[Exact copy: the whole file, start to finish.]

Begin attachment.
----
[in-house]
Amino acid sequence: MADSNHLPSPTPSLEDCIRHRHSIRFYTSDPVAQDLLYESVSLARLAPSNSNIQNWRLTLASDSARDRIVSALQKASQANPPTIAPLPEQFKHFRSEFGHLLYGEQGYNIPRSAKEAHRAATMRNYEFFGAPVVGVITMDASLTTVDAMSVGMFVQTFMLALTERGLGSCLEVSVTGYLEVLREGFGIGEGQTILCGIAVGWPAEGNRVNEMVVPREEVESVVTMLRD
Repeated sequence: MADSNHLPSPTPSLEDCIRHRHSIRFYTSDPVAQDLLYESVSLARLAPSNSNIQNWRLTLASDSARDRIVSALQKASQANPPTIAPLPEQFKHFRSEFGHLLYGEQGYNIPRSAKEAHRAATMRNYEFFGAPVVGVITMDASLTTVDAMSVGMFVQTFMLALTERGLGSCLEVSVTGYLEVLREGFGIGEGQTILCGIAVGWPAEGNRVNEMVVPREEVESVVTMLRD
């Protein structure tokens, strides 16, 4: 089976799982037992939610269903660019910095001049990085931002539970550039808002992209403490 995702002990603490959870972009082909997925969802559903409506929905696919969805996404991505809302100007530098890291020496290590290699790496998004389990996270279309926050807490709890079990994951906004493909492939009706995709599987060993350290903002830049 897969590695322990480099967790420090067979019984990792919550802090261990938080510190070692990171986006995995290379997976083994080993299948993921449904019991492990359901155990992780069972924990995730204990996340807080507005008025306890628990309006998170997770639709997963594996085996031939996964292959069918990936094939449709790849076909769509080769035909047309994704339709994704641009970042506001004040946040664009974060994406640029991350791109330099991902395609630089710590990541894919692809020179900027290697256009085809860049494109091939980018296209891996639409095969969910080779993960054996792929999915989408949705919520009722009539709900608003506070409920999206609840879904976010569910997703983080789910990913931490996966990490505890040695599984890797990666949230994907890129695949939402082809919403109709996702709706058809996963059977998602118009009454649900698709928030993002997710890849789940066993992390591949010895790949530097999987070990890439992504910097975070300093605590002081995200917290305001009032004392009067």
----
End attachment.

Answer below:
[in-house]
Amino acid sequence: MADSNHLPSPTPSLEDCIRHRHSIRFYTSDPVAQDLLYESVSLARLAPSNSNIQNWRLTLASDSARDRIVSALQKASQANPPTIAPLPEQFKHFRSEFGHLLYGEQGYNIPRSAKEAHRAATMRNYEFFGAPVVGVITMDASLTTVDAMSVGMFVQTFMLALTERGLGSCLEVSVTGYLEVLREGFGIGEGQTILCGIAVGWPAEGNRVNEMVVPREEVESVVTMLRD
Repeated sequence: MADSNHLPSPTPSLEDCIRHRHSIRFYTSDPVAQDLLYESVSLARLAPSNSNIQNWRLTLASDSARDRIVSALQKASQANPPTIAPLPEQFKHFRSEFGHLLYGEQGYNIPRSAKEAHRAATMRNYEFFGAPVVGVITMDASLTTVDAMSVGMFVQTFMLALTERGLGSCLEVSVTGYLEVLREGFGIGEGQTILCGIAVGWPAEGNRVNEMVVPREEVESVVTMLRD
């Protein structure tokens, strides 16, 4: 089976799982037992939610269903660019910095001049990085931002539970550039808002992209403490 995702002990603490959870972009082909997925969802559903409506929905696919969805996404991505809302100007530098890291020496290590290699790496998004389990996270279309926050807490709890079990994951906004493909492939009706995709599987060993350290903002830049 897969590695322990480099967790420090067979019984990792919550802090261990938080510190070692990171986006995995290379997976083994080993299948993921449904019991492990359901155990992780069972924990995730204990996340807080507005008025306890628990309006998170997770639709997963594996085996031939996964292959069918990936094939449709790849076909769509080769035909047309994704339709994704641009970042506001004040946040664009974060994406640029991350791109330099991902395609630089710590990541894919692809020179900027290697256009085809860049494109091939980018296209891996639409095969969910080779993960054996792929999915989408949705919520009722009539709900608003506070409920999206609840879904976010569910997703983080789910990913931490996966990490505890040695599984890797990666949230994907890129695949939402082809919403109709996702709706058809996963059977998602118009009454649900698709928030993002997710890849789940066993992390591949010895790949530097999987070990890439992504910097975070300093605590002081995200917290305001009032004392009067």